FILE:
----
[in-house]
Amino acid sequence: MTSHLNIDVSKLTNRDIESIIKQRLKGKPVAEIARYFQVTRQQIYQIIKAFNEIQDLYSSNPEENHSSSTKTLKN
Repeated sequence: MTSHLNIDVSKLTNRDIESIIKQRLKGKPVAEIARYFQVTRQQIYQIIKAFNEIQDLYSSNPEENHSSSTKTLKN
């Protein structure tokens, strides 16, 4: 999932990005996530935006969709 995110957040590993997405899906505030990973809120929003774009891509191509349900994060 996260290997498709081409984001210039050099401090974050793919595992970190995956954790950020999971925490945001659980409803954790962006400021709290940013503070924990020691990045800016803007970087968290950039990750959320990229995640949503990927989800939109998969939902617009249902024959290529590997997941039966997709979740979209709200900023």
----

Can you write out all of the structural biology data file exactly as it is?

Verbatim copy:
[in-house]
Amino acid sequence: MTSHLNIDVSKLTNRDIESIIKQRLKGKPVAEIARYFQVTRQQIYQIIKAFNEIQDLYSSNPEENHSSSTKTLKN
Repeated sequence: MTSHLNIDVSKLTNRDIESIIKQRLKGKPVAEIARYFQVTRQQIYQIIKAFNEIQDLYSSNPEENHSSSTKTLKN
């Protein structure tokens, strides 16, 4: 999932990005996530935006969709 995110957040590993997405899906505030990973809120929003774009891509191509349900994060 996260290997498709081409984001210039050099401090974050793919595992970190995956954790950020999971925490945001659980409803954790962006400021709290940013503070924990020691990045800016803007970087968290950039990750959320990229995640949503990927989800939109998969939902617009249902024959290529590997997941039966997709979740979209709200900023």